Colorado Parks and Wildlife received 3,644 bear reports from April 1 through Aug. 31, down slightly from the 3,855 during the same timeframe the previous year.

However, that number is expected to grow rapidly as bears are now in hyperphagia, the period when bruins are preparing for hibernation and spend up to 20 hours a day on the hunt for 20,000 or more daily calories. 

Most of the reports involve bears trying to access human food sources and as we enter this fall period of hyper bruin activity, CPW is calling on residents to remove attractants to reduce conflicts and keep you and the bears safe.

“As fall approaches, people can think of bears as basically a four-legged walking stomach,” Joe Nicholson, Evergreen district wildlife manager, said. “They are biologically driven to pack on calories in preparation for winter and they spend increasing time looking for the most efficient way to do so. Residents must realize it is their responsibility to secure their trash, remove other food attractants such as bird feeders, and protect backyard livestock with appropriate electric fencing to avoid conflicts that arise from attracting bears to homes.”

CPW promotes Bear Aware principles all year long, aiming to minimize interactions that put both humans and bears at risk. Being “Bear Aware” includes easy-to-execute behaviors such as securing trash cans and dumpsters, removing bird feeders, closing garages, cleaning and locking your car and house doors and calling CPW when bears become a nuisance.

Drought conditions and other factors that may influence the availability of natural food crops for bears varies across the state, as does the behavior of people when it relates to human-bear interactions.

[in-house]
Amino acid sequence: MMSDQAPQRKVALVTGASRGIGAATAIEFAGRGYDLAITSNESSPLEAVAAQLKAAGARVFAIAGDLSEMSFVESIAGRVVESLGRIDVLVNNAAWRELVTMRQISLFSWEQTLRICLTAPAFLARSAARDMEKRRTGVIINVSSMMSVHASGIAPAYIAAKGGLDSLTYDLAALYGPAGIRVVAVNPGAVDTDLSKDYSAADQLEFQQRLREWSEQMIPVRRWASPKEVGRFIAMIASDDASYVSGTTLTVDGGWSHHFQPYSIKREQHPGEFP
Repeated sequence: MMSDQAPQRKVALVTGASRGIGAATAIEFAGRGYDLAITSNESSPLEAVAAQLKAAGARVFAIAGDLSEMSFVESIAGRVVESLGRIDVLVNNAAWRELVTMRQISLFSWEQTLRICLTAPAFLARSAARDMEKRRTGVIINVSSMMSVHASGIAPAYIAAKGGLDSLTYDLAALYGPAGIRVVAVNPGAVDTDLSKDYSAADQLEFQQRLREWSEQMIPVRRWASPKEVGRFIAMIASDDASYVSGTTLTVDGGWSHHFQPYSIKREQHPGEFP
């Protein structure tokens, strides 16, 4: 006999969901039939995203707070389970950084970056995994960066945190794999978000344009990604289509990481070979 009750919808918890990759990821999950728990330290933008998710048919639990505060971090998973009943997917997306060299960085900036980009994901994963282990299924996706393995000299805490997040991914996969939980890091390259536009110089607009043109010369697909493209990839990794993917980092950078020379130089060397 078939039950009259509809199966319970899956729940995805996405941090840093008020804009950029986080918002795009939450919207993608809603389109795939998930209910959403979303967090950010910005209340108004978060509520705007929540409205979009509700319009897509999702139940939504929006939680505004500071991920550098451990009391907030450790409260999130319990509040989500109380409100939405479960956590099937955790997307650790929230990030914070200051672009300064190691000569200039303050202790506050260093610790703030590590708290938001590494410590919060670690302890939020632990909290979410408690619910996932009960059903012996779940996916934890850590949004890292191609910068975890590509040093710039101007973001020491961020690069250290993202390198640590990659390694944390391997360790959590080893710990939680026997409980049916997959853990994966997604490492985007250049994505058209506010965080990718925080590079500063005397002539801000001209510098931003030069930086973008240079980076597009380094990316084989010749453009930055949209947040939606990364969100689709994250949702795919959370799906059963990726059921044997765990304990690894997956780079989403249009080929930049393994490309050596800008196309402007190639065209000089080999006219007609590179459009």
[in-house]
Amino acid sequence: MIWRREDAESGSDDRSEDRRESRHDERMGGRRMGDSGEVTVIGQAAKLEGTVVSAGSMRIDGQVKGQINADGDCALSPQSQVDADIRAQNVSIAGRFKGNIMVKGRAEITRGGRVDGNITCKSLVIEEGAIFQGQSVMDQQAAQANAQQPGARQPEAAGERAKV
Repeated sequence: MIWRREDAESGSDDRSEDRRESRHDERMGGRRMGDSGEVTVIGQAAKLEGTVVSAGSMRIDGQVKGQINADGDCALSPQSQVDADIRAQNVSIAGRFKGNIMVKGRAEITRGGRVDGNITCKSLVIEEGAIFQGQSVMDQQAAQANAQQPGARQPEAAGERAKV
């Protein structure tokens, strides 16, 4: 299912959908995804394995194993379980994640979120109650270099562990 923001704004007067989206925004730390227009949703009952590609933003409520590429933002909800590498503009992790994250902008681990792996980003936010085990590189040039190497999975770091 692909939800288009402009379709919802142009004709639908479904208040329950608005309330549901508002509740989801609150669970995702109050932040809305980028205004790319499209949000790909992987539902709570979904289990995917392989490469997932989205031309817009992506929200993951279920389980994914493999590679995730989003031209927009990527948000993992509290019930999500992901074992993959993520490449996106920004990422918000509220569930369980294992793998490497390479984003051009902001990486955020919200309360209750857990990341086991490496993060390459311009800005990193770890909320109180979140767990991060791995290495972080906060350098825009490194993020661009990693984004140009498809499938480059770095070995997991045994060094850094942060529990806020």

Those all play a role in the bear activity that we see annually. Below is a localized perspective on current bear activity across the state.

Area 1 - Western Jefferson County, Gilpin, Clear Creek and Park Counties.

“Mast crops in most cases are in pretty good shape even with the drought. 

“That said, you would think bear conflicts would be declining, but that is not the case. 

“It shows humans are causing the main problems. The lack of securing trash, removing bird and hummingbird feeders continue to be the biggest problem. 

“We do still have reports of people intentionally attracting bears. We recently saw a 400-plus pound bear killed by a car near Pine,” Mark Lamb Area 1 wildlife manager said.

Area 13 - Chaffee, Fremont and Lake Counties

“Things are picking up especially around Buena Vista, Salida and Cañon City,” Wildlife Manager Jim Aragon said. 

“The bear activity now centers on fruit trees and garbage. We have a tremendous apple crop this year. We’re encouraging people to pick their apples and remove that attractant. 

“We’ve seen a slight increase in bear activity in the last couple weeks. We really haven’t trapped and moved any. 

“We’re trying to reduce attractants and not get hands-on with them. We’re hazing them. No pyrotechnics. We’re using rubber buckshot. It’s so dry. Grass is dry. There’s limited mast production. 

“We do have some areas with good acorns. That’s helping alleviate the problem north of Cañon City. The same is true in the Cotopaxi/Howard area. That’s helping us,” Aragon said.